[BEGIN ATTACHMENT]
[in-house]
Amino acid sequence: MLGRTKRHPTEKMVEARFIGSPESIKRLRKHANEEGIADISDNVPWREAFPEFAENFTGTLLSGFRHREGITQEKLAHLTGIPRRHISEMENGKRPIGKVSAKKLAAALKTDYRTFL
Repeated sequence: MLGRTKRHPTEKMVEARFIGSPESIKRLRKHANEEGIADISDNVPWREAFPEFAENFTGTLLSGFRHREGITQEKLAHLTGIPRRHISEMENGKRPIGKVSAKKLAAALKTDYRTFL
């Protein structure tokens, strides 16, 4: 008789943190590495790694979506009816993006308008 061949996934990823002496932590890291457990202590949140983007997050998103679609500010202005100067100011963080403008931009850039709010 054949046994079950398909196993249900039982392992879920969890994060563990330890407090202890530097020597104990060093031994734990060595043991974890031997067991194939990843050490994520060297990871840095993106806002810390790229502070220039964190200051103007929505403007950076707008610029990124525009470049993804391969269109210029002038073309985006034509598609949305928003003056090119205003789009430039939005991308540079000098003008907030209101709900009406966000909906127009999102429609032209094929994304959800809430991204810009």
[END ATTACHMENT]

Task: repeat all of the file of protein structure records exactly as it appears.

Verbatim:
[in-house]
Amino acid sequence: MLGRTKRHPTEKMVEARFIGSPESIKRLRKHANEEGIADISDNVPWREAFPEFAENFTGTLLSGFRHREGITQEKLAHLTGIPRRHISEMENGKRPIGKVSAKKLAAALKTDYRTFL
Repeated sequence: MLGRTKRHPTEKMVEARFIGSPESIKRLRKHANEEGIADISDNVPWREAFPEFAENFTGTLLSGFRHREGITQEKLAHLTGIPRRHISEMENGKRPIGKVSAKKLAAALKTDYRTFL
């Protein structure tokens, strides 16, 4: 008789943190590495790694979506009816993006308008 061949996934990823002496932590890291457990202590949140983007997050998103679609500010202005100067100011963080403008931009850039709010 054949046994079950398909196993249900039982392992879920969890994060563990330890407090202890530097020597104990060093031994734990060595043991974890031997067991194939990843050490994520060297990871840095993106806002810390790229502070220039964190200051103007929505403007950076707008610029990124525009470049993804391969269109210029002038073309985006034509598609949305928003003056090119205003789009430039939005991308540079000098003008907030209101709900009406966000909906127009999102429609032209094929994304959800809430991204810009």